2018 Artist

Hannah O’Hare Bennett

My work is a poetic response to my preoccupation with what it means to be human and to interact with the natural world. In the last two years, I have focused on the concept of domestication, which is the ways that wild creatures and plants evolve over many generations of interacting with humans, eventually becoming so differentiated that they are separate species specially adapted to live lives dependent on our husbandry. In my art, I use the objects of domestic life–vessels, combs, embroidery patterns, etc.–and imagine what would happen if they were living beings returning to the wild and had to defend and propagate on their own.

In my latest body of work, I reach even further back in time and deeper into the land to the fossils that are evidence of a world without humans. Embedded in hard stone, fossils are visible remnants of motion and life, of an ecosystem that was here before us.  In the swirl of modern humanity, our politics, our internet, our conflicts, our passionate entertainments, my work is in part a reminder of the constancy of the processes of the natural world, which continue despite our inattention to it. This work is also about the landscape that, as an agricultural person from the Great Plains, holds great emotional weight for me.  Through my work and materials, I explore forms, textures, and colors that mimic the landscape and sky that I know so well.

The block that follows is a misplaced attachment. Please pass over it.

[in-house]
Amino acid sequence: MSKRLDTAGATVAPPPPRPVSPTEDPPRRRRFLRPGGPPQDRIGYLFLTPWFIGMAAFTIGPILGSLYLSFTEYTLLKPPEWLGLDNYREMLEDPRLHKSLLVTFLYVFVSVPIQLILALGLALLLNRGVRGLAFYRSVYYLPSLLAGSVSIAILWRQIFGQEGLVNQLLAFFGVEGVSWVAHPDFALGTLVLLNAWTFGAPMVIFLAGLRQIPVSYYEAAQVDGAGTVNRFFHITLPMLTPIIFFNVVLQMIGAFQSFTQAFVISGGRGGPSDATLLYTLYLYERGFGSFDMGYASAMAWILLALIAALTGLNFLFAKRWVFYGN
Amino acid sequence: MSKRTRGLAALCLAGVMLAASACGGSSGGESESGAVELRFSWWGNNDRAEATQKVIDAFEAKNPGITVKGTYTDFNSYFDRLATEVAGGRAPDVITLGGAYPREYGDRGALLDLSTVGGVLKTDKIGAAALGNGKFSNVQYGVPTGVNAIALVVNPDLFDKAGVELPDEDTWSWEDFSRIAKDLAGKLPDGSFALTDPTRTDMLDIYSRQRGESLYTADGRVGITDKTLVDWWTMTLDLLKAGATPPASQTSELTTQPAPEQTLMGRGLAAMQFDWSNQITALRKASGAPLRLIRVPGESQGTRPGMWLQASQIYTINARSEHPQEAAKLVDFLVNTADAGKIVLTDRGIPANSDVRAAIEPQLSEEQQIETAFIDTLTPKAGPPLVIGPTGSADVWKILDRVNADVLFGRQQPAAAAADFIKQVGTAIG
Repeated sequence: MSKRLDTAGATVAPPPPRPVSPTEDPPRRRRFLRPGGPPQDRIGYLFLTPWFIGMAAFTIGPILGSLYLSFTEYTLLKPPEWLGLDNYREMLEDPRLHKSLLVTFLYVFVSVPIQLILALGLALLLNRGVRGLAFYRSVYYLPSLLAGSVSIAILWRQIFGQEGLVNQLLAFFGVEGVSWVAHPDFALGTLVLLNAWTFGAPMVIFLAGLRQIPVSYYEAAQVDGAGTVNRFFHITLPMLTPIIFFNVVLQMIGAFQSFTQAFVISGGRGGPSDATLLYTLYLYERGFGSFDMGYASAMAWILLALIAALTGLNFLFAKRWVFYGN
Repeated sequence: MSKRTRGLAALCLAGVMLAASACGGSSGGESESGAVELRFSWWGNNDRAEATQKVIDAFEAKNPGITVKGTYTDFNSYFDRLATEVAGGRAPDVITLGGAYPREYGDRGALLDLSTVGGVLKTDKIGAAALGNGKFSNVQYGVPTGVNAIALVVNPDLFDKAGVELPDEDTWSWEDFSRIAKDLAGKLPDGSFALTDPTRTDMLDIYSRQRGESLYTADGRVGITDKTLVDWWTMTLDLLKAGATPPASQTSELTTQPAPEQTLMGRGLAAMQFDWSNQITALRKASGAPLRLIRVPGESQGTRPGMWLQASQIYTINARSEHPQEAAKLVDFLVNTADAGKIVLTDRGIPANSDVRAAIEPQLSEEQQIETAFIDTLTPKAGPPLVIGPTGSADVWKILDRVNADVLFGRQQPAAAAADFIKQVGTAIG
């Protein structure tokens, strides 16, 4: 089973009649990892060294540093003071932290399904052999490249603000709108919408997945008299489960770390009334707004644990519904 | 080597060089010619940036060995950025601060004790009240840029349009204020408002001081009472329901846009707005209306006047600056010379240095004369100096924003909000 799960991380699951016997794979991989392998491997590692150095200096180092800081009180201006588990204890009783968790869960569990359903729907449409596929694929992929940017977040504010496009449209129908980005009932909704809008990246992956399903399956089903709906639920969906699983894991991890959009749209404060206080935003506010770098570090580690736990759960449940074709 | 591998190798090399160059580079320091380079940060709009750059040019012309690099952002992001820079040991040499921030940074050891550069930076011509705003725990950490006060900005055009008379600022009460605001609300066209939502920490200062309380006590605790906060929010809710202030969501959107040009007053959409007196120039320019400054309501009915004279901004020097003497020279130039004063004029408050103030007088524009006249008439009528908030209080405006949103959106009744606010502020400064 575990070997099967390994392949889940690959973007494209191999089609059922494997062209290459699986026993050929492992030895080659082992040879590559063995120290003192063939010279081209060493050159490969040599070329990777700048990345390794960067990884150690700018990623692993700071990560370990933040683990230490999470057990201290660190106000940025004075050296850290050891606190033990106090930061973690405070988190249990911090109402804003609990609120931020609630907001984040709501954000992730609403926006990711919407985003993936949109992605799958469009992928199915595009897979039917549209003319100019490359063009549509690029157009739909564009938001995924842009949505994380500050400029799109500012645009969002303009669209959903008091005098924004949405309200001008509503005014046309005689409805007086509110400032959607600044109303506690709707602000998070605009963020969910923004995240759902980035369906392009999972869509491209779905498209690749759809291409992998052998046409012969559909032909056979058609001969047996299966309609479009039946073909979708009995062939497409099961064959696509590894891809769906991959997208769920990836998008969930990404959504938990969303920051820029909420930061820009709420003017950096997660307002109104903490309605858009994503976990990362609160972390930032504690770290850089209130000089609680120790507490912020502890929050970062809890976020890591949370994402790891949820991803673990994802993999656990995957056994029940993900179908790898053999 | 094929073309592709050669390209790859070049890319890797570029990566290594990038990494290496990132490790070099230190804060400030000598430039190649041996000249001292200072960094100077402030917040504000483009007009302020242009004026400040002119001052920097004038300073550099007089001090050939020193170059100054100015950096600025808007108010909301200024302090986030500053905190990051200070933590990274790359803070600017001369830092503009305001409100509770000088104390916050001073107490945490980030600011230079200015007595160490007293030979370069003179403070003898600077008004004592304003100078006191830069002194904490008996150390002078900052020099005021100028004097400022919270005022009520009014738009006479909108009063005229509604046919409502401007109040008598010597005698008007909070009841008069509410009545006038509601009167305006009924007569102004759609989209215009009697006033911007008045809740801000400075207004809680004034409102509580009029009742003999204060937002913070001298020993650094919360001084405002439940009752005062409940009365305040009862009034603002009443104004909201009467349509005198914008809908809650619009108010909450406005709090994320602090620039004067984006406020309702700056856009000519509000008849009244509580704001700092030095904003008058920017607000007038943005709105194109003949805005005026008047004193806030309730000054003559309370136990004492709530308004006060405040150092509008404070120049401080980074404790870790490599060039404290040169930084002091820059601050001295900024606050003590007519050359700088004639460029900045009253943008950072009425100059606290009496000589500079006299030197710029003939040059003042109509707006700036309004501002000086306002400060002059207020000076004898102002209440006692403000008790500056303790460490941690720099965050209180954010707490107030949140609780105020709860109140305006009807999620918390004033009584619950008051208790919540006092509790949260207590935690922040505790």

In my expression of ideas, paper pulp has been my most important, although not only, material. I have been relentless in trying new ways of using it–pushing it into plaster molds, shaping it with my hands, impregnating it with pigments, iron filings, and saw dust. It is like clay in that it is malleable, but unlike clay, it shrinks and warps as it dries.  It can be like glue, holding together threads in a gossamer matrix. It can be restrained, but in that case, if it is a thick layer, it will often tear. Holes made intentionally and strategically will help prevent that. I have considered evaporation rates, varieties of fibers, and time in the beater, figuring out what will happen under different conditions and then using that to purposefully create objects. The work is as much about understanding the materials and the labor of using them as it is about any particular subject.